Friday, October 21, 2011
A recent LA Times article, discusses a new bipartisan Senate bill which would grant new homeowner visas to individuals seeking to come to the United States who spend at least $500,000 on a residential property. The goal of this legislation is to encourage foreign investment as a means of stimulating the American economy, and to remove existing disincentives for the well-off who wish to move to the United States. These individuals would also be able to bring spouses with them, as well as children. Senator Chuck Schumer (D-NY) stated that this legislation is also intended to encourage people to come to the United States to spend their money, not only to acquire a job that would otherwise go to an American citizen. These new immigrants would be ineligible for many US social programs such as Medicare and Social Security.
I think the intentions - and probably results - of this legislation are good, but is this really the area of immigration law that we should be focused on reforming? Yes, this new program will probably lead to much-needed economic stimulation here in the United States by encouraging foreign investment from people who will permanently settle in and contribute to American society. But should this really be our priority?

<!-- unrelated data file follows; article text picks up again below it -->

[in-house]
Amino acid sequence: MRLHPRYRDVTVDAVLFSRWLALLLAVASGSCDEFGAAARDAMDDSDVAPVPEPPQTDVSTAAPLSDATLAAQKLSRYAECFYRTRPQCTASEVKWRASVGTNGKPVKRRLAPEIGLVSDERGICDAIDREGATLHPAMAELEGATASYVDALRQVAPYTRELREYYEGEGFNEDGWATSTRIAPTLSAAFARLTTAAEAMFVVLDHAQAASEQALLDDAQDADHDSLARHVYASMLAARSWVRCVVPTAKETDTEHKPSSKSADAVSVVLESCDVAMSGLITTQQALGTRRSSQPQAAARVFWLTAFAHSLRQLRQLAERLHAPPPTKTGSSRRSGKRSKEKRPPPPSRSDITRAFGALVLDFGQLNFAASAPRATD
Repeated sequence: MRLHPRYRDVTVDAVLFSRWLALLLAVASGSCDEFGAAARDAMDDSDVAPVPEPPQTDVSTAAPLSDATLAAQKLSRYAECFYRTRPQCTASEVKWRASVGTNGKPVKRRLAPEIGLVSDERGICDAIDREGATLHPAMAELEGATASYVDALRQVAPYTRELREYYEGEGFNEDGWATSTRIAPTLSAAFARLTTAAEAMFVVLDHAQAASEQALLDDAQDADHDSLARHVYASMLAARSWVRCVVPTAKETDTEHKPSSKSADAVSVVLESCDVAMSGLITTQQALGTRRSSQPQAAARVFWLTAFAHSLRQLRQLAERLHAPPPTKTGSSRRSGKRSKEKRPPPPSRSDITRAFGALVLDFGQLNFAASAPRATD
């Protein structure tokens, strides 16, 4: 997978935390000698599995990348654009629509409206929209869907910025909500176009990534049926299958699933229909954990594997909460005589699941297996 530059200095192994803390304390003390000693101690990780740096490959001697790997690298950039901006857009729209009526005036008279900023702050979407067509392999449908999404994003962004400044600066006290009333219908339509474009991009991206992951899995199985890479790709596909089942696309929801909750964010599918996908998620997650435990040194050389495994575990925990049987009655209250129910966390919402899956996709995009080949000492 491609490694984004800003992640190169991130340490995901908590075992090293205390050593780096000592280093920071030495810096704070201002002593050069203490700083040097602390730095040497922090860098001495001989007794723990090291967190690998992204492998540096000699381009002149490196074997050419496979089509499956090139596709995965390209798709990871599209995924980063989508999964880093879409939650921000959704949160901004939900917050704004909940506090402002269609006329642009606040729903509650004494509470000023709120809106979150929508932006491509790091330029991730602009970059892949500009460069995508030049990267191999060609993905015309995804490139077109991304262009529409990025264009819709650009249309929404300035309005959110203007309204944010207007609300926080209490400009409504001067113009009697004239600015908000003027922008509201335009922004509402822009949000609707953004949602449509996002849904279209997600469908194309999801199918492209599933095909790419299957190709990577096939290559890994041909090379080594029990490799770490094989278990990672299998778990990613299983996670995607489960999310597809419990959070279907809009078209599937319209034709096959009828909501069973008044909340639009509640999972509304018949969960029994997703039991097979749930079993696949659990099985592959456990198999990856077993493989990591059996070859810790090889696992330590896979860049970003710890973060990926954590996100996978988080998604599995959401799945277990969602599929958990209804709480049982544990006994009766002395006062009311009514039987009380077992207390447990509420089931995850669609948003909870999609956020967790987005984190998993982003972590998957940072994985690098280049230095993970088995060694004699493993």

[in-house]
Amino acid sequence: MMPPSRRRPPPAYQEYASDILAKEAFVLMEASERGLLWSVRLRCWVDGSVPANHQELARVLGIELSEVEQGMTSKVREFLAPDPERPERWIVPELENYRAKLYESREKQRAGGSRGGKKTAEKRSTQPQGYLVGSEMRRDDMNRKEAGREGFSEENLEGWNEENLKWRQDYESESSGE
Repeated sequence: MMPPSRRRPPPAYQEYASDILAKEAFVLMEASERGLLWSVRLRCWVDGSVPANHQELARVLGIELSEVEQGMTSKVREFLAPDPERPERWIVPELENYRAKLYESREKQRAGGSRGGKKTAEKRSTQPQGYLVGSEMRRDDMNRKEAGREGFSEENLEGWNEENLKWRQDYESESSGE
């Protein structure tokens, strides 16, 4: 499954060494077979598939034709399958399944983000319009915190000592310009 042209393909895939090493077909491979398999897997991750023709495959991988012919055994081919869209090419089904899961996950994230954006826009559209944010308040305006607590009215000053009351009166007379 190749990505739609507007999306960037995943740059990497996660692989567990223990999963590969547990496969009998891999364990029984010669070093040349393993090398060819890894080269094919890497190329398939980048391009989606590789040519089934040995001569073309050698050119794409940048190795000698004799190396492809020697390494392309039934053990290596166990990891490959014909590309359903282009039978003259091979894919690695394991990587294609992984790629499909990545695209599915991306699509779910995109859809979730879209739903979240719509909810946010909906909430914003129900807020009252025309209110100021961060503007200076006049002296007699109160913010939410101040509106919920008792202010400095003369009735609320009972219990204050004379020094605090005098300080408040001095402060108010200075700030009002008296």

There are thousands of individuals from all across the world who would jump at the chance to enter the United States. Many of them are fleeing persecution, famine, disease, poverty, and other horrendous socioeconomic circumstances, but we make them prove to us why they should join our society before we offer them protection. Many others would probably live a normal and prosperous life if they were to remain in their country, but they would like to move here nonetheless for one reason or another.
Our society is bursting at the seams, and we can't let everyone in. We only have room for so many. Should we work tirelessly to make space for those who desperately need our help, or for those who don't? Should we encourage certain people to join us while we continue to enforce a system that discourages others? I don't know the answers to these questions, and they're certainly not black or white.
I'm just not sure that our priorities lie in the right place when we're creating immigration incentives for a group of people who objectively don't need our help, while we deport those who do by the hundreds of thousands.